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June 28, 2018

Why local developers are bullish on Tacoma

  • Tacoma is reaping the benefits of an economic boom that is spilling over from Seattle and King County.
    The Rush Companies


    Just about every analyst agrees that the Northwest is one of the fastest growing areas in the nation.

    Not surprisingly, the region’s demand for newer housing and office space is greater than the available inventory. With the increase in growth, and space at a minimum, comes the challenge to find affordable space. And so enters Tacoma, right in the heart of the Northwest.

    Tacoma is reaping the benefits of an economic boom that is spilling over from Seattle/King County. Just 20 miles south, jobs are shifting, and businesses are heavily investing in the Tacoma region.

    As a key investor in the region, The Rush Companies realizes Tacoma’s development boom first hand.

    “It’s clear to us that the Northwest region’s space shortages, the need for affordable land, homes and offices, and an extremely accommodating city infrastructure are elements that combine for the ‘perfect storm,’” says Matt Smith, president of The Rush Companies. “The players in Tacoma do an excellent job capitalizing on these opportunities, making Tacoma an ideal place for Rush to invest in.”

    Images from The Rush Companies [enlarge]
    All 151 apartments and retail space at Proctor Station leased up in eight months.

    If anyone would know how these forces have impacted Tacoma it would be The Rush Companies. Rush is the South Sound’s only vertically integrated real estate firm (five divisions include Development, Commercial, Residential, Properties and Capital). Because it plays in so many areas of Tacoma’s development, Rush has a unique perspective on the benefits of doing business in Tacoma.

    With a lower cost of living and working compared to its neighbors to the north, Smith notes, “Tacoma is seeing workforce spill over from Seattle, especially as King County has become pricey and traffic-jammed. For many looking for relief, and strong investments, we are starting to see a significant gain of momentum this way.”

    Mixed-use projects for Rush have seen record lease-up in Tacoma. Proctor Station (151 apartments with first floor retail) in the Proctor District was fully leased in eight months. Down the street, Madison25 is under construction and is already 10 percent leased.

    “We have been extremely successful with projects in Tacoma,” says Karen Fairall, Rush’s director of brokerage services. “Our reputation helps us keep commercial property spaces at higher occupancies than most others. First quarter of 2018 alone had 98 percent occupancy for our buildings in Tacoma, higher than average for this area.”

    Single-family housing is also moving fast, according to Scott Walker, vice president of Rush Residential.

    “When people from King County discover the quality and size of a home they can get for their money in Tacoma, they’re quickly willing to manage a 20-mile commute,” says Walker. “Our new home communities in the Tacoma area are selling out faster than our projections, which is a good problem to have.”

    Tacoma’s lower land costs also help keep project costs down as construction material costs rise. Developers and business owners are taking notice, and available land moves quickly.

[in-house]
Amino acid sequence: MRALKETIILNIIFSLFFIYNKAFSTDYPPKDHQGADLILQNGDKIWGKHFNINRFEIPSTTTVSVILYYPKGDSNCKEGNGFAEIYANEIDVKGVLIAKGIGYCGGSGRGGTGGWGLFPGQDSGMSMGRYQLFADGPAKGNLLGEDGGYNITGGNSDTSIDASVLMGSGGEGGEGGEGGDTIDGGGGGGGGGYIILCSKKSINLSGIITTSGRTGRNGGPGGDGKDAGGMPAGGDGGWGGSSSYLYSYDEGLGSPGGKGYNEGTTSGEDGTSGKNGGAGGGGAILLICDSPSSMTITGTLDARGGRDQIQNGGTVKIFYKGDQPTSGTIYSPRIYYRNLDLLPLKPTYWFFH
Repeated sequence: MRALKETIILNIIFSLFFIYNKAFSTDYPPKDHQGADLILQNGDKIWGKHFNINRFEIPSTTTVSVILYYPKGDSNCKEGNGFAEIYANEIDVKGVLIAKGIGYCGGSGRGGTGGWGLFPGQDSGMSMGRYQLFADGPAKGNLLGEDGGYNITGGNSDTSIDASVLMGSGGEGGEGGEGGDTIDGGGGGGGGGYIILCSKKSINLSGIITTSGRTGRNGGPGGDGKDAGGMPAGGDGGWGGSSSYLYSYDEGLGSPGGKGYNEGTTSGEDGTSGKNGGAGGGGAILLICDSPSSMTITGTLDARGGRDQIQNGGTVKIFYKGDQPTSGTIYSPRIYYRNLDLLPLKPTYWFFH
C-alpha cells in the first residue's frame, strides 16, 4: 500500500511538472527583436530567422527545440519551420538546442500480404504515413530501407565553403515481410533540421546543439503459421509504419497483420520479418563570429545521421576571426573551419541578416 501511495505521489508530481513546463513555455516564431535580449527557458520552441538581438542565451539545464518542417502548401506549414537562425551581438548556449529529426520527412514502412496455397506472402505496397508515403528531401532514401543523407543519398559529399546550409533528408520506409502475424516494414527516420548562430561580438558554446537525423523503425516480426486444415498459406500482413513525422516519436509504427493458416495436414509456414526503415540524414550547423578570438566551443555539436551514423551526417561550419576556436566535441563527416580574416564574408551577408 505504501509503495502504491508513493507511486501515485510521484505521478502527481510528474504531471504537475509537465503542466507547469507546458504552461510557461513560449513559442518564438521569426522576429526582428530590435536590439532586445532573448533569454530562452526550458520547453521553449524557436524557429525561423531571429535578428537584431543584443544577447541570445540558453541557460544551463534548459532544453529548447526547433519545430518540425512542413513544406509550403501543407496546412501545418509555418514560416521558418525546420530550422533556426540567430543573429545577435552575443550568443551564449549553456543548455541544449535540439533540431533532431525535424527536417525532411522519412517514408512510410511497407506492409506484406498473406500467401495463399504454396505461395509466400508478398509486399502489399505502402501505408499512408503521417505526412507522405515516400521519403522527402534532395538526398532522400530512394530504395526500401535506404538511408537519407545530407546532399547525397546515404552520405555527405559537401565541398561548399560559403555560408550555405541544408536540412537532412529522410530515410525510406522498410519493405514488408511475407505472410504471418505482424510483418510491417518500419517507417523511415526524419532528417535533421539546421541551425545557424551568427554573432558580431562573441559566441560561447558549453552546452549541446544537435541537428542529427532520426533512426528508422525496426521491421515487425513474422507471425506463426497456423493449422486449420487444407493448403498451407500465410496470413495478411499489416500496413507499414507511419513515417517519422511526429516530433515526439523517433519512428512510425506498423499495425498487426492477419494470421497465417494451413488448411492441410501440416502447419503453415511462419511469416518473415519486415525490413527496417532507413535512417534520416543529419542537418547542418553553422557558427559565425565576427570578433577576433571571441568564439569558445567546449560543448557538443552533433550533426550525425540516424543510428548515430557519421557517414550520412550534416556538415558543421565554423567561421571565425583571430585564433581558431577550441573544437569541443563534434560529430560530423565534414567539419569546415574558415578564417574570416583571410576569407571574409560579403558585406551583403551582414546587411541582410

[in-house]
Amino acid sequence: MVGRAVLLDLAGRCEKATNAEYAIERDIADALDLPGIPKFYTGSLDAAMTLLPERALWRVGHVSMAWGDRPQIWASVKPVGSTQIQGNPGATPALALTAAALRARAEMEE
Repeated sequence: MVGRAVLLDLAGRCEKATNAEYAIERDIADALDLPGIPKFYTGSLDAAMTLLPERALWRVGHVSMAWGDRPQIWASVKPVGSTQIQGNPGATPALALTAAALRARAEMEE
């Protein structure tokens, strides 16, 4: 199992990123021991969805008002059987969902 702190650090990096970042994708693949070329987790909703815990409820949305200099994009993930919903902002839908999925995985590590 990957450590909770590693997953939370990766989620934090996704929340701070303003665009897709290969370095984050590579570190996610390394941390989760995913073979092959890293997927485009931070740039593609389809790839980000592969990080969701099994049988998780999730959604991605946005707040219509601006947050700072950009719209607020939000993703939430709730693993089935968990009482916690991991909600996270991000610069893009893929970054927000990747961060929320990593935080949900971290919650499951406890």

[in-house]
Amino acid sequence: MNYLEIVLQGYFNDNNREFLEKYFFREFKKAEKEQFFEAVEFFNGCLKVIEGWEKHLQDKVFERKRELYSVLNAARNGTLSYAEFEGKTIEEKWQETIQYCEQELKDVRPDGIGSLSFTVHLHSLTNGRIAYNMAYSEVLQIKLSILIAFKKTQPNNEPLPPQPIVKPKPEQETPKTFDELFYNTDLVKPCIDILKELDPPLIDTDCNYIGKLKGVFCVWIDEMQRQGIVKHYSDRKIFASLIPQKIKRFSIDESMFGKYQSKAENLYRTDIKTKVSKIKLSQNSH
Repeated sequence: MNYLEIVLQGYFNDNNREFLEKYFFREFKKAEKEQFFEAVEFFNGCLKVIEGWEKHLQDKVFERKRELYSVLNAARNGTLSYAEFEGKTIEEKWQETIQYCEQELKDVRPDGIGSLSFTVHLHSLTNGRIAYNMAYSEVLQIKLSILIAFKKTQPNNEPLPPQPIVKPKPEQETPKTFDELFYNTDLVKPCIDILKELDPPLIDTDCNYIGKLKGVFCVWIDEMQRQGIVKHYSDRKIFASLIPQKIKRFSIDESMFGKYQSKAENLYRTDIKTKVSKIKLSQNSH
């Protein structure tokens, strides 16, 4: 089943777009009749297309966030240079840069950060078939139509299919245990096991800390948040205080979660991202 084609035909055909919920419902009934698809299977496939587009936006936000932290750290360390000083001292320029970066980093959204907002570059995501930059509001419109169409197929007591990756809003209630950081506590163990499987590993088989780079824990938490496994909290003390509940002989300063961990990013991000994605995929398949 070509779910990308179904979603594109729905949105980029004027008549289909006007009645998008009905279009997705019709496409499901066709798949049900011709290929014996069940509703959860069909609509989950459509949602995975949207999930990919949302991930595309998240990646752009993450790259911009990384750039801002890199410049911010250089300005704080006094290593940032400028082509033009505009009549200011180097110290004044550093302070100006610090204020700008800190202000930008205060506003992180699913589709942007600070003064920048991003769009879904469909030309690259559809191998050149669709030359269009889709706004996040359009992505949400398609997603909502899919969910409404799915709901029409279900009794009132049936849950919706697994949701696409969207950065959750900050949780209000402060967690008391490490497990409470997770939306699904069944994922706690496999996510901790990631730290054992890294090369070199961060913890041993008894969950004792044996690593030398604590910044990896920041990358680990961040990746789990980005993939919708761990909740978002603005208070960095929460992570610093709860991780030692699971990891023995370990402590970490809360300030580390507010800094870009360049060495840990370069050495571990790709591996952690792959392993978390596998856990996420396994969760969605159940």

“As a developer and commercial contractor, we’re always looking for the best return on our investment,” says Chris Dewald, vice president of Rush Development. “Since land in the Tacoma region is significantly less expensive than King County, we make purchase decisions that enable our projects to have lower overall costs.

    Lower costs in a rising market often means we can more effectively deliver projects with less financial uncertainty.”

    One shouldn’t forget about the Port of Tacoma. As one of the largest container ports in North America, it offers access unlike few other metropolitan areas. With an abundance of land zoned for industrial use, it’s this region of Tacoma that is specifically poised for growth.

    Proctor Station has the Waffle Stop restaurant on the ground floor.

    Tacoma has taken advantage and been smart in its investments. Tacoma’s continued investment in multiple public transportation options (light rail, train, Pierce Transit) easily integrates the city with surrounding areas. This investment offers an advantage and smart foresight by Tacoma managers.

    The city of Tacoma also focuses on being accommodating and solution-based. Kim Orr, Rush land development manager, says, “The city is extremely supportive of responsible development. They are always responsive and helpful when it comes to finding sensible solutions to overcome challenges.”

    Chris Rawlins, Rush commercial operations director agrees. “You can be sure this has helped our projects move forward at a quicker pace,” he says.

    Tacoma’s property tax exemption program for multifamily housing is another financial benefit, and it doesn’t just apply to low-income projects. An additional financial factor is that Tacoma has mature utility providers who offer lower fees and faster response times than most in King County.

    The Urban Land Institute may coin it best when it refers to Tacoma as one of the nation’s top regions to watch: “As the lower-cost alternative to Seattle and King County, employers can take advantage of the lower real estate and labor costs while still serving greater Seattle and the Pacific Northwest region.”

    Considering the future, as well as the sprawl outside of King County, there’s plenty of reason to believe that Tacoma will continue its upward growth trend.

    Becky Susan handles marketing at The Rush Companies in Gig Harbor.

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